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Money first, health last

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You can’t trust anyone these days, as no eagle-eyed WDDTY reader needs reminding. We need to treat the advisory guidance we get from our health authorities with more than an ounce of skepticism—yes, even guidance from that most august agency of them all, the World Health Organization (WHO).

Depending on where you’ve been sitting over the recent Covid epidemic, you may conclude either that the WHO played a reasonable game in advising on the best measures to protect us or that its advice was partial and hysterical.

A new report has discovered that the more skeptical of you are top of the class: the WHO’s guidelines are influenced—or, more exactly, dictated—by vast commercial interests. Former President Trump got a whiff of this and stopped US funding of the agency, but probably not for those reasons.

President Biden has reversed Trump’s ruling and has restored US funding of the WHO—but with qualifiers. Biden has history with the WHO. Back when he was a senator in the Clinton administration, he advocated for funding of the WHO and the United Nations, provided they “reformed.”

The reformation Biden had in mind was to give greater leverage to industry to reshape public health policy. In restoring funding post-Trump, Biden—himself a grateful recipient of Big Pharma and Big Food’s largesse down the years—has again doubled down on the need for “reforms.”

The intervention is working. Faced with enormous lobbying pressures from industrial conglomerates, the WHO has been pulling its punches across a range of issues that impact our health, as researchers from the University of California at Davis have discovered.1

The agency has gone silent of late on a range of issues, from advocating breastfeeding over infant formula to reducing our sugar intake, when once it was shouting the messages from the rooftops. These proclamations were targeted by industry because they were bad for business—heck, we need to sell more formula and sugar-sweetened snacks and fast foods, after all.

The tobacco industry has also gotten in on the act. Although its products are indefensible, it has been engaging in some arm’s-length lobbying and advocating a 25 percent cut in WHO funding if it doesn’t support industry’s bottom line. We guess the overarching philosophy behind Big Tobacco’s interest in our well-being is the thesis that after folk have overloaded on sugar-laden food, they want to sneak out the back door for a quick puff.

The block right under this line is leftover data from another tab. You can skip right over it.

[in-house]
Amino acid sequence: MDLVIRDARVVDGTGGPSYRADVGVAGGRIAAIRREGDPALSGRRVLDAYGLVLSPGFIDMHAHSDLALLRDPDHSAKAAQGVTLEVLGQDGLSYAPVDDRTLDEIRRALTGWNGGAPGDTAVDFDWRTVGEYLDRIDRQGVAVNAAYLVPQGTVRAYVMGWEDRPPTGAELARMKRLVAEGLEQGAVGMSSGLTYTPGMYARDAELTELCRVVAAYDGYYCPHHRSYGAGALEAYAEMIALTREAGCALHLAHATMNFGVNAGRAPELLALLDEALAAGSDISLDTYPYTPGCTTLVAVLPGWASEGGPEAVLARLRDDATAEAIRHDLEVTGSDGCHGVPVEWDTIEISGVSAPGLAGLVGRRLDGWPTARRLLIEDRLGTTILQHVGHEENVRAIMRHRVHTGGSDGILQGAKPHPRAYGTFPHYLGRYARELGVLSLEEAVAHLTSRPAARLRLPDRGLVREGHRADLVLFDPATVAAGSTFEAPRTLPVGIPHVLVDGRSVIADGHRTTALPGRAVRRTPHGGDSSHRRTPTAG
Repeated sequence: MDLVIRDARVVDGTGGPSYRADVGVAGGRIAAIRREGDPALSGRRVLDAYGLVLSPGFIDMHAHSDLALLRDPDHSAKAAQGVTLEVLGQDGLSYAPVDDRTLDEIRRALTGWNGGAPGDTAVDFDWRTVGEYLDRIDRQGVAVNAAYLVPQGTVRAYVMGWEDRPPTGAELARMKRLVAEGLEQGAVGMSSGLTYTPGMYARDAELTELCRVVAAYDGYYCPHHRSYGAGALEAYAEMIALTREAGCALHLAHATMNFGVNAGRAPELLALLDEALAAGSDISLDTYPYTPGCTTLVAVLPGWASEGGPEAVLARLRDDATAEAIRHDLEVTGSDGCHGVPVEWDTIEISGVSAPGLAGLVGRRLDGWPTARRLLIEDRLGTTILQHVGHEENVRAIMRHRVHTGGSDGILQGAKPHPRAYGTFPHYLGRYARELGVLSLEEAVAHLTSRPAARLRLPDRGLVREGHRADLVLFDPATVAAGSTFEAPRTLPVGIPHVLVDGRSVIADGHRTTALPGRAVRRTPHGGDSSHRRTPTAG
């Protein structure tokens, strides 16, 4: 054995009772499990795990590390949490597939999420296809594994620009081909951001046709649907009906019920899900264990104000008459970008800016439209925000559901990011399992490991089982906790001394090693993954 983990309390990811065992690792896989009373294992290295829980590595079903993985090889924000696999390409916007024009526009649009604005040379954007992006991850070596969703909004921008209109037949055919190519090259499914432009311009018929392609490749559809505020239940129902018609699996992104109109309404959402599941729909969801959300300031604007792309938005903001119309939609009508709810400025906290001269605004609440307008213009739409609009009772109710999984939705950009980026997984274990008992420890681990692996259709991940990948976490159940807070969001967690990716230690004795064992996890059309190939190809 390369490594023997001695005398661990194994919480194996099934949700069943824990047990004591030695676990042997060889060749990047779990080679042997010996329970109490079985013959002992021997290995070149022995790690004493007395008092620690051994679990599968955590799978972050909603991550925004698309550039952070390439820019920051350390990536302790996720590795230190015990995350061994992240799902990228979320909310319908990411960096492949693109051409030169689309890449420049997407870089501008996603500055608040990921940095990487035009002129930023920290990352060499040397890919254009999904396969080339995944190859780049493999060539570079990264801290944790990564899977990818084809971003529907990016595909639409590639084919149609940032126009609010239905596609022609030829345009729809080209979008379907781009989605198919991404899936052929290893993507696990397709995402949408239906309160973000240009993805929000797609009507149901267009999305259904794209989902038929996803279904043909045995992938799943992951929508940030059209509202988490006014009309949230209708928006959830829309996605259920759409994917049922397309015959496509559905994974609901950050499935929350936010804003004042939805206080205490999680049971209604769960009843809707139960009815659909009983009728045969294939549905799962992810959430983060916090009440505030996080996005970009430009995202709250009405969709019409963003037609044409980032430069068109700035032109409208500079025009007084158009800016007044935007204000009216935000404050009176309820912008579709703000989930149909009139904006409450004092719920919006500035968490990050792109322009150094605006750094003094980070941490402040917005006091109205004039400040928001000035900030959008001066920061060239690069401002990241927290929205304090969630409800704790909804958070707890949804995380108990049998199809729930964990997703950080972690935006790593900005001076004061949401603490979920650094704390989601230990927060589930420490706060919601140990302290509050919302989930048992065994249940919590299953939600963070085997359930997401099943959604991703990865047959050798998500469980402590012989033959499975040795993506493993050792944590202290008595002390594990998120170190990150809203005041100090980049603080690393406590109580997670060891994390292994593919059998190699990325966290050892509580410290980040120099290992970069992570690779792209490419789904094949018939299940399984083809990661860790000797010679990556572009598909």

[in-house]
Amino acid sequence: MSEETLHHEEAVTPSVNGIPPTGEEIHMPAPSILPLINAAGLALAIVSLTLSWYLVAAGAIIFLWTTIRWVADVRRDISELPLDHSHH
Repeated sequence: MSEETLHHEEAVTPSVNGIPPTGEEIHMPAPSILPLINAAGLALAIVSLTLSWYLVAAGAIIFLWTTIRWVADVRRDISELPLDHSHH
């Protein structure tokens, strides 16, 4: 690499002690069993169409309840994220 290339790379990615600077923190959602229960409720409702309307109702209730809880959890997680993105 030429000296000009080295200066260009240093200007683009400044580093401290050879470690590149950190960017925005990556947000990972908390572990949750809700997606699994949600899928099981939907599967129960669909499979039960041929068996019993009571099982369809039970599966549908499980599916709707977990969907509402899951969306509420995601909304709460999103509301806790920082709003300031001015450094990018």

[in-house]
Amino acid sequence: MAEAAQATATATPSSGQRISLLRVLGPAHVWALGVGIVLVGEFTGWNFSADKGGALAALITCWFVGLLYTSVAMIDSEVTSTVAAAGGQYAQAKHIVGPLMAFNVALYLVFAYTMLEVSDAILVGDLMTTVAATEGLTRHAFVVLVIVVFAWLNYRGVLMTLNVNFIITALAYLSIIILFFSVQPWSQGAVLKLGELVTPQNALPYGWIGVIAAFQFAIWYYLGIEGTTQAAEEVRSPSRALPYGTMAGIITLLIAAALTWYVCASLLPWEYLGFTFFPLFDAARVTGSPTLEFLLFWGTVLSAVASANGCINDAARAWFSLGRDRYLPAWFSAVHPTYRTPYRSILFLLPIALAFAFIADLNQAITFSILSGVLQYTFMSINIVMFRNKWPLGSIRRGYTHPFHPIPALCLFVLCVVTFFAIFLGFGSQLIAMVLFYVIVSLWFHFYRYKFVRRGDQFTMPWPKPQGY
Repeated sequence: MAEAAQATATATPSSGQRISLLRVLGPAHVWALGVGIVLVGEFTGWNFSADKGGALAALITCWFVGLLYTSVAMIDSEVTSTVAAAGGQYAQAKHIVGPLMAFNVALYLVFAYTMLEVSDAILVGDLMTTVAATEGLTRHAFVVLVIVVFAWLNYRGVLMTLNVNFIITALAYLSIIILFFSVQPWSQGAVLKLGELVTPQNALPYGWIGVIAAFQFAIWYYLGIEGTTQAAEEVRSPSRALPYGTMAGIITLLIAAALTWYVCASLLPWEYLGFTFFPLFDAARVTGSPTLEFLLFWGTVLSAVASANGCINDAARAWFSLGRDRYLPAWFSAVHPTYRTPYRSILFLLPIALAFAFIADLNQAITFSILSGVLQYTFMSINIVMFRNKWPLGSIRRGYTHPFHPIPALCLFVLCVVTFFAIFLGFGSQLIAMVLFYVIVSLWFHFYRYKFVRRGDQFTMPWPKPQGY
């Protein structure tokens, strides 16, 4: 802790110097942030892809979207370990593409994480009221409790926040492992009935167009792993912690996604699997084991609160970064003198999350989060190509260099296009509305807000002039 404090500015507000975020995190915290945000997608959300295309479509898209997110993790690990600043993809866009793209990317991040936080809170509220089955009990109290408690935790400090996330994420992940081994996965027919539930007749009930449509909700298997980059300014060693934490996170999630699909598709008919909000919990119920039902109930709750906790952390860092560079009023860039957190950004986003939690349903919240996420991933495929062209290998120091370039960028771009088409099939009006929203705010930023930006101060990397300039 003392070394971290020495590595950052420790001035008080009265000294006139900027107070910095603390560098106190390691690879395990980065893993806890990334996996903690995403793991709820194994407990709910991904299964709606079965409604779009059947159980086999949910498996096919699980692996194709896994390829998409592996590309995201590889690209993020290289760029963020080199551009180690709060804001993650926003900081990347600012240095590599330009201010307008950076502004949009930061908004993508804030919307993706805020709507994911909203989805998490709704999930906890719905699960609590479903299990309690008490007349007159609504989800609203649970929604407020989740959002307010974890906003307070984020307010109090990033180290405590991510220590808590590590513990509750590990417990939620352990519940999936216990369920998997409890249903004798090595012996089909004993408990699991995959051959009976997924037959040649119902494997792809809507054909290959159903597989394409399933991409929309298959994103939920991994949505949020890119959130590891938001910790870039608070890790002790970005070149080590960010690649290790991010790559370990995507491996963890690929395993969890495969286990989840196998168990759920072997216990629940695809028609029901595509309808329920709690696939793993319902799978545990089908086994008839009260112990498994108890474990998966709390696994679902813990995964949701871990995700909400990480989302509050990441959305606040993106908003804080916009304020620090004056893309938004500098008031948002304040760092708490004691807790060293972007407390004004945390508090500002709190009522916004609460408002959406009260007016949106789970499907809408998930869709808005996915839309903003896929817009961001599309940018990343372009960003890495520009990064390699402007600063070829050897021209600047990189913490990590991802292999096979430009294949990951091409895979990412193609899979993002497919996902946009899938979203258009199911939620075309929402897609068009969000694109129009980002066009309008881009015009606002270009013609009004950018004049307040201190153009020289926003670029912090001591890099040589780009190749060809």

Although lobbying has been a feature of politics and policy since the Reagan administration opened the floodgates in the 1980s, the practice has taken a sinister turn of late, the researchers note. It’s become more coordinated, as if a worldview of consumerism at the expense of public health has become the voice of our times, and one that is being supported by the WHO and other health agencies around the world.

And in case this all sounds like a pro-Trump and anti-Biden rant, it ain’t. As Katheryn Russ, professor of economics at UC Davis and the study’s lead author, said, “It’s not about any one party or administration. This intensifying corporate lobbying over US positions on global health is problematic because it elevates commercial interests in processes shaping global health objectives. These corporate entities have vast, concentrated pools of private wealth to draw on that public-interest groups lobbying for health policy cannot match.”

It may be more than problematic. People believe the stuff they’re told, especially by respected authorities such as the WHO. A recent poll of Britons discovered that belief in “the science” is at an all-time high after the Covid pandemic. The science was seen as a trusted companion throughout Covid, and it was the science that delivered the vaccines that set us free, or so the official narrative has it.

But those who understand science and its constant testing of the “knowns” acknowledge that what was peddled throughout the pandemic was anything but science. Instead it was dogmatism camouflaging commercial interests and academic reputations.

The more discerning of us in the West may be able to see through the propaganda—and, more significantly, we have the choice to buy healthier options—but it’s a life-and-death issue in developing countries. Their struggles with diabetes, heart disease and cancer are mounting, and fast foods are becoming the food of choice.

And now they can’t turn to the WHO, or to other health agencies, come to that, for independent advice that would emphasize health over fast foods, cigarettes and drugs that don’t work.



Global Health Governance, Spring 2022; 17(1): 37–69

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